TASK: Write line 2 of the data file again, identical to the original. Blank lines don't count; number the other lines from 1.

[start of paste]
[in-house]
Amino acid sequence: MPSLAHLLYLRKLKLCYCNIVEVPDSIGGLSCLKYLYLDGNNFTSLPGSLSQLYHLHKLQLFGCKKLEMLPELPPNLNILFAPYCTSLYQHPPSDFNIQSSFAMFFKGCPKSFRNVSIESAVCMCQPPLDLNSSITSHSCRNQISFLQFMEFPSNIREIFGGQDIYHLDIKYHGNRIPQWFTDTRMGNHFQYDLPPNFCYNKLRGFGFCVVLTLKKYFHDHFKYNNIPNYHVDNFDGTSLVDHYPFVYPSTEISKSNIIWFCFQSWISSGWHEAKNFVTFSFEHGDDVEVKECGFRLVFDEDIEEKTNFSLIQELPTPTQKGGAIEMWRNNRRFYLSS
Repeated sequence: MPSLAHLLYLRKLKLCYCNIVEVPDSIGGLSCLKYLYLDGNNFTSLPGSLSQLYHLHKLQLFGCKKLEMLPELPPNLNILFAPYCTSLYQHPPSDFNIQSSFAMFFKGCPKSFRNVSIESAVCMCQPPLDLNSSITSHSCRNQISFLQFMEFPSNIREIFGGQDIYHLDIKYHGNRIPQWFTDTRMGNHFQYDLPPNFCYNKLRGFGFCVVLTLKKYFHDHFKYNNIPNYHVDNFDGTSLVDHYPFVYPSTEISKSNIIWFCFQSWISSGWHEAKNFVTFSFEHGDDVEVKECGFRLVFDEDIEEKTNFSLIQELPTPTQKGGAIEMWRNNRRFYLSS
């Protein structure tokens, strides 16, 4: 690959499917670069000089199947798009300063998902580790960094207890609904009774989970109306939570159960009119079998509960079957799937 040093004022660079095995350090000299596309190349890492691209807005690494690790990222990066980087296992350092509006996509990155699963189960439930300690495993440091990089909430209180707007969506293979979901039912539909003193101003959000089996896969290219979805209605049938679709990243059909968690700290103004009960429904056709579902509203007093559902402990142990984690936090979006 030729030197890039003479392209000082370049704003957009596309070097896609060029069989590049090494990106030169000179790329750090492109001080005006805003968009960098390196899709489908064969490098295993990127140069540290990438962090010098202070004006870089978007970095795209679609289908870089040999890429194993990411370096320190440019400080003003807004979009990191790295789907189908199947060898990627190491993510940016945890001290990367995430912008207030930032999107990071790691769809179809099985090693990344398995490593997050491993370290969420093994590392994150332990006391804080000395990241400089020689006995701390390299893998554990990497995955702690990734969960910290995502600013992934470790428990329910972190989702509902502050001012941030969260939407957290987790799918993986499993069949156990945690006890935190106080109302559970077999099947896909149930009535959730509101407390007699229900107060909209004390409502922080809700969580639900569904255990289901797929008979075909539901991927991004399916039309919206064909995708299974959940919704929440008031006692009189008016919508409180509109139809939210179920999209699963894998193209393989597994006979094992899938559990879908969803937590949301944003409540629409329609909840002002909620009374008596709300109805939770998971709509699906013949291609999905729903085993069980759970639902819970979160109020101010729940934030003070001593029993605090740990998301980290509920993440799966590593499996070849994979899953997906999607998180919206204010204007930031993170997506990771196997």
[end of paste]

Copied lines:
Amino acid sequence: MPSLAHLLYLRKLKLCYCNIVEVPDSIGGLSCLKYLYLDGNNFTSLPGSLSQLYHLHKLQLFGCKKLEMLPELPPNLNILFAPYCTSLYQHPPSDFNIQSSFAMFFKGCPKSFRNVSIESAVCMCQPPLDLNSSITSHSCRNQISFLQFMEFPSNIREIFGGQDIYHLDIKYHGNRIPQWFTDTRMGNHFQYDLPPNFCYNKLRGFGFCVVLTLKKYFHDHFKYNNIPNYHVDNFDGTSLVDHYPFVYPSTEISKSNIIWFCFQSWISSGWHEAKNFVTFSFEHGDDVEVKECGFRLVFDEDIEEKTNFSLIQELPTPTQKGGAIEMWRNNRRFYLSS